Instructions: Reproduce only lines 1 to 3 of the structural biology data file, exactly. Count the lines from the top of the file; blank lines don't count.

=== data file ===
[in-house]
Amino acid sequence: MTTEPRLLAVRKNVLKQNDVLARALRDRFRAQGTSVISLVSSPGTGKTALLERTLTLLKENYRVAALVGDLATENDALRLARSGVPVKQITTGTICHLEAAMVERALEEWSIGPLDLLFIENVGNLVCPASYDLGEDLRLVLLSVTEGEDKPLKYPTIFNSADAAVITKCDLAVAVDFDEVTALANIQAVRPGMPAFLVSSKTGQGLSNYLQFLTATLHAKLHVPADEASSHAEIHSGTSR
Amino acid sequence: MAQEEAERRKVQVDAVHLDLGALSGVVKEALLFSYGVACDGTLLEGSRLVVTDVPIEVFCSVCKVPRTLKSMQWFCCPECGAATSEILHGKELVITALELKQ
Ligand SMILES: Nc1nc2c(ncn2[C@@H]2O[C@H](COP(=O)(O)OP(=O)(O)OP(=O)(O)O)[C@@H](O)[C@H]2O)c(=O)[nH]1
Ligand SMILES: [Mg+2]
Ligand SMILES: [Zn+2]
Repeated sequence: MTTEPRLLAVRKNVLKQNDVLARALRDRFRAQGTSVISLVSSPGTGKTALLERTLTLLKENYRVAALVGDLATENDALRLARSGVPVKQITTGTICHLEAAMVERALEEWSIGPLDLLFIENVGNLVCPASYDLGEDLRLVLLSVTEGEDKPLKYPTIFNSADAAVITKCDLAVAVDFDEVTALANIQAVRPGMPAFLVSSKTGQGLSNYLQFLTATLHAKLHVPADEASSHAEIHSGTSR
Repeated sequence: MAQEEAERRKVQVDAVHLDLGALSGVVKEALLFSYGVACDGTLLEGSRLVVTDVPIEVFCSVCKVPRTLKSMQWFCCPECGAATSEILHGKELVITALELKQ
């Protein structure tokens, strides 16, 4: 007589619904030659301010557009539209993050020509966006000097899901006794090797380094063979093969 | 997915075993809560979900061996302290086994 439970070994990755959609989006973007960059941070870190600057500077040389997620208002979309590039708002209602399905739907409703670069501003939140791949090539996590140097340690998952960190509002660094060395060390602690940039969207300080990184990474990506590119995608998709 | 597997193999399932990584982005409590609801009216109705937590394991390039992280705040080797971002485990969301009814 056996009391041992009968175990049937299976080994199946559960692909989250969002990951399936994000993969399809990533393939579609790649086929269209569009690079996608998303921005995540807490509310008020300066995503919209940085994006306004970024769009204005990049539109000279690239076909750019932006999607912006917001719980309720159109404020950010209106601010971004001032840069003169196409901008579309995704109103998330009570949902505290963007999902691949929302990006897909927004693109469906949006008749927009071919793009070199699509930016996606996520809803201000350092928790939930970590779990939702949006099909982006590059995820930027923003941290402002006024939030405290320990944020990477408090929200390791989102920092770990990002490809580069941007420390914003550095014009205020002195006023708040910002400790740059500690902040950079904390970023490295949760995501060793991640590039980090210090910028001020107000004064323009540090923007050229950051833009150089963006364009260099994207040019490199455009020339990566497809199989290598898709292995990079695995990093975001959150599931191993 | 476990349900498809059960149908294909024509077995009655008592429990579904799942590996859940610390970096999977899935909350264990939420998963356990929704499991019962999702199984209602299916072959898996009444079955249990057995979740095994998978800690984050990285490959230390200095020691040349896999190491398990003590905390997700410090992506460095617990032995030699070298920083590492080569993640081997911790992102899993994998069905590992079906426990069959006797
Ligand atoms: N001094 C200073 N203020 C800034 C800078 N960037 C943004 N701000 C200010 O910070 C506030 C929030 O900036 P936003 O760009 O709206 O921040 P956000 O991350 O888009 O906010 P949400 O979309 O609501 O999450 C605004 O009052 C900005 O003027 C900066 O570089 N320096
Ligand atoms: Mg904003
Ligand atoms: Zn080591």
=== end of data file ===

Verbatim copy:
[in-house]
Amino acid sequence: MTTEPRLLAVRKNVLKQNDVLARALRDRFRAQGTSVISLVSSPGTGKTALLERTLTLLKENYRVAALVGDLATENDALRLARSGVPVKQITTGTICHLEAAMVERALEEWSIGPLDLLFIENVGNLVCPASYDLGEDLRLVLLSVTEGEDKPLKYPTIFNSADAAVITKCDLAVAVDFDEVTALANIQAVRPGMPAFLVSSKTGQGLSNYLQFLTATLHAKLHVPADEASSHAEIHSGTSR
Amino acid sequence: MAQEEAERRKVQVDAVHLDLGALSGVVKEALLFSYGVACDGTLLEGSRLVVTDVPIEVFCSVCKVPRTLKSMQWFCCPECGAATSEILHGKELVITALELKQ